About Me

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Australian philosopher, literary critic, legal scholar, and professional writer. Based in Newcastle, NSW. My latest books are THE TYRANNY OF OPINION: CONFORMITY AND THE FUTURE OF LIBERALISM (2019); AT THE DAWN OF A GREAT TRANSITION: THE QUESTION OF RADICAL ENHANCEMENT (2021); and HOW WE BECAME POST-LIBERAL: THE RISE AND FALL OF TOLERATION (2024).

Thursday, December 27, 2012

My most popular posts of the year

My most popular post of 2012 by a long way was this rather brief review of The Avengers - written before the movie had been released in the US, at a time of great excitement about the movie (which went on to make over $1.5 billion dollars worldwide on its first release).

Second most popular was my post on why this has never been "an atheist blog" - it is a blog by a person who happens to be an atheist, and it is even a blog that defends and advocates atheism. However, there have always been other dimensions to our discussions. I'm quite proud of this post, if only because it acts as something of a portal to other posts that I've written over the years that I'm quite proud of.

Even though my next book (co-authored with Udo Schuklenk) is 50 GREAT MYTHS ABOUT ATHEISM, this blog will always have those other dimensions for as long as it survives. Furthermore, the following extract from the post remains true:
I am happy to rally under the banner of atheism for the purposes of networking and organisation. However, I am most strongly a secularist and a liberal - a liberal in the sense in which John Stuart Mill was a liberal, the classic sense that is primarily about individual liberty, freedom of speech, and diversity of ideas. My outspoken public advocacy of atheism should really be seen as outspoken advocacy of the idea that the claims of religion ought to be subjected to sceptical scrutiny, and that religion should not be accorded any kind of authority. And that advocacy is, as it were, in addition to what I was doing anyway - such as advocating what I see as a Millian liberal approach to issues in bioethics.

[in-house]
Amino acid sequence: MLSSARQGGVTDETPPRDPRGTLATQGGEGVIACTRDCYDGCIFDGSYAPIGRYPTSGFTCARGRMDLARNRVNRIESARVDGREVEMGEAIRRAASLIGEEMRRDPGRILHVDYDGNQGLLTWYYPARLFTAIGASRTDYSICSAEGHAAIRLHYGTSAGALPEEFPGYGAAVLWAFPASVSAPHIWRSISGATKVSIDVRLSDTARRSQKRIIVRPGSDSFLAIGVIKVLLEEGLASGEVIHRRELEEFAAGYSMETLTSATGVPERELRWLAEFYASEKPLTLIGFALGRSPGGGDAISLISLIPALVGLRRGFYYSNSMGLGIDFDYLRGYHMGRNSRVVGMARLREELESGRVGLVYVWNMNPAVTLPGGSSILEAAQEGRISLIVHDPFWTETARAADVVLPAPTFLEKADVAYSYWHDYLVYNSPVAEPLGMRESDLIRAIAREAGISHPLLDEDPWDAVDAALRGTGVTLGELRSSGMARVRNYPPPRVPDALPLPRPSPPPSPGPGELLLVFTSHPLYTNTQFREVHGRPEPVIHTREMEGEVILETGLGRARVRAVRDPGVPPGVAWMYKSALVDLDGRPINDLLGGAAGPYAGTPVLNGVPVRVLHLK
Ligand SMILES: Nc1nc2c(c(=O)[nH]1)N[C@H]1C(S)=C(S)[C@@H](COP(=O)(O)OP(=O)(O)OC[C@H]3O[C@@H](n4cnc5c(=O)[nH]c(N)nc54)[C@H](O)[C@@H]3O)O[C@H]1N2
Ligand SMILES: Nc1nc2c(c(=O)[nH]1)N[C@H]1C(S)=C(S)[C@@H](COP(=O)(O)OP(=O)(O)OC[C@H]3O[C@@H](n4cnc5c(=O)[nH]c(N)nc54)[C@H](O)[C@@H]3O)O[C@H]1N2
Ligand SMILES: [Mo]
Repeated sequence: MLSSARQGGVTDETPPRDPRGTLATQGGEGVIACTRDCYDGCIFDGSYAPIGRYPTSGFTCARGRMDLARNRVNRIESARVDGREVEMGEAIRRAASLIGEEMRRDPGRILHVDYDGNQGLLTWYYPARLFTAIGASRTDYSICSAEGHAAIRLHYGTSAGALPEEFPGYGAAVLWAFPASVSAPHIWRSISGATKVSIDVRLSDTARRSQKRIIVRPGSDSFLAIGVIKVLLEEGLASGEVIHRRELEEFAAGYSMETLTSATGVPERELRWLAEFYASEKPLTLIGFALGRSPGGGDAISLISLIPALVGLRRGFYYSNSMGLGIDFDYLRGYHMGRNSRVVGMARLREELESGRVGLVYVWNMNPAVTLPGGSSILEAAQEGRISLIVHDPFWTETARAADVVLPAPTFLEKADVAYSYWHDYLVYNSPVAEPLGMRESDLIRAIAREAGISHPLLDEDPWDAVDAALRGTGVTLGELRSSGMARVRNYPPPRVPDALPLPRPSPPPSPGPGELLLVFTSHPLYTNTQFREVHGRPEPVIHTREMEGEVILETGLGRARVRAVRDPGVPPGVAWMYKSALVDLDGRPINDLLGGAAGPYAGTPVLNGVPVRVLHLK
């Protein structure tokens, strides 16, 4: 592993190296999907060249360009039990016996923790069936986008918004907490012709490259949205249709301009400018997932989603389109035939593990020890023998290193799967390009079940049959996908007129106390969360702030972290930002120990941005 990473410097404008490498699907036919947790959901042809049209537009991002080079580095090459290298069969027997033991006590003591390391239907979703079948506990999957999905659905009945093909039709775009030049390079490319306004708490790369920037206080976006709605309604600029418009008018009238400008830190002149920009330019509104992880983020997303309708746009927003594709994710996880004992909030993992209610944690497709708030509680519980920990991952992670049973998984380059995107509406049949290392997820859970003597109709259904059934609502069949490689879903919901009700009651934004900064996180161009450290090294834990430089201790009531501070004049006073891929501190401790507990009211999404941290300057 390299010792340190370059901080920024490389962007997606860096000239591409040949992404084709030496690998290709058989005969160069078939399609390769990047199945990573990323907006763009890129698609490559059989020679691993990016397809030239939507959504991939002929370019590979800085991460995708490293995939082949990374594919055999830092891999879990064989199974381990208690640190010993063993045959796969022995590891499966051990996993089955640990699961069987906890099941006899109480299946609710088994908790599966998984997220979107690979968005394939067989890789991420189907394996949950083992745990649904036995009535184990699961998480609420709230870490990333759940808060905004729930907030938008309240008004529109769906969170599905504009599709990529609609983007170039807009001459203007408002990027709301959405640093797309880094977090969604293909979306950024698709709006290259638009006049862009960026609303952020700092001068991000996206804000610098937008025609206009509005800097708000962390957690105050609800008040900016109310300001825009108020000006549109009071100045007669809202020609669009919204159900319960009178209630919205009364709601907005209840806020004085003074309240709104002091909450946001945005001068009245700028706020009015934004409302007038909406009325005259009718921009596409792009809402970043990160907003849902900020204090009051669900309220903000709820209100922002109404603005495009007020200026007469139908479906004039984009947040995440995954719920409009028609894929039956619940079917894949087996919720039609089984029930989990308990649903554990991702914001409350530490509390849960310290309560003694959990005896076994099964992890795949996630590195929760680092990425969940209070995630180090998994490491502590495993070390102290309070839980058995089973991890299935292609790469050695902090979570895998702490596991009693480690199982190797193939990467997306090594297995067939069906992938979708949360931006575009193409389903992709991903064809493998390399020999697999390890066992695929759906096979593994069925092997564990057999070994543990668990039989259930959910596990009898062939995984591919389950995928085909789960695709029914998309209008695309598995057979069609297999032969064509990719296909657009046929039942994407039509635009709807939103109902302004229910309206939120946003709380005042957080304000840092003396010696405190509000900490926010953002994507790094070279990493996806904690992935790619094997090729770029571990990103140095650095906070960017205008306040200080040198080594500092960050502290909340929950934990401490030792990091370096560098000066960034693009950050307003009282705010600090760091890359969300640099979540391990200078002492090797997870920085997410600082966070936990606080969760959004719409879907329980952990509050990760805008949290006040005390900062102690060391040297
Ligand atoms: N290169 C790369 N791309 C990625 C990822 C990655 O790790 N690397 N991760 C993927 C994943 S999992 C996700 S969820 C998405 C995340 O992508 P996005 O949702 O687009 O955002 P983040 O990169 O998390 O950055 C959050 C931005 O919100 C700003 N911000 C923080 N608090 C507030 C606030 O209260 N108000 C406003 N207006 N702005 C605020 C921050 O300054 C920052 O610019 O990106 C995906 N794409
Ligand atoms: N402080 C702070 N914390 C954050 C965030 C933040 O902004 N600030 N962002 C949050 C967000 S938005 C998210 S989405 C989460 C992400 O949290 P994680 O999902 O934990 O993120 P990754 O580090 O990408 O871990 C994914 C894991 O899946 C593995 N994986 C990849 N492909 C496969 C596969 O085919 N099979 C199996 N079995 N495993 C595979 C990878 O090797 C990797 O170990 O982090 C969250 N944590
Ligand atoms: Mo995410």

I should say that none of this would necessarily change even if I decided tomorrow that the balance of philosophical arguments favours the existence of God. Actual religions would still be fair game for sceptical scrutiny, especially insofar as they claim the authority to tell us how to live our lives, and what we should and should not be permitted to do by the authority of the state.

A close third was this post about the "shrill atheist" meme - it seems that this just won't go away. Quote: "Meanwhile, forthright Christians who want to argue publicly for the truth of their views manage to be at least as 'shrill' as Dawkins. For example, I'm currently reading Mere Christianity by C.S. Lewis, which I don't think I've previously read in its entirety and have not opened for decades. As usual with Lewis, his style varies between blunt, emotive, self-righteous, and downright snide (I'll bracket off how naive the actual arguments are). His approach gets a free pass in our culture, but if an atheist wrote in exactly the same way he or she would be roundly condemned."


Anonymous said...

I always liked it when you talked about sex.

Russell Blackford said...

I don't think that actually happened very often ... but I promise it will happen in the next post.

Justin Griffith said...

You certainly kept your promise. Kind of monogamous, in a way.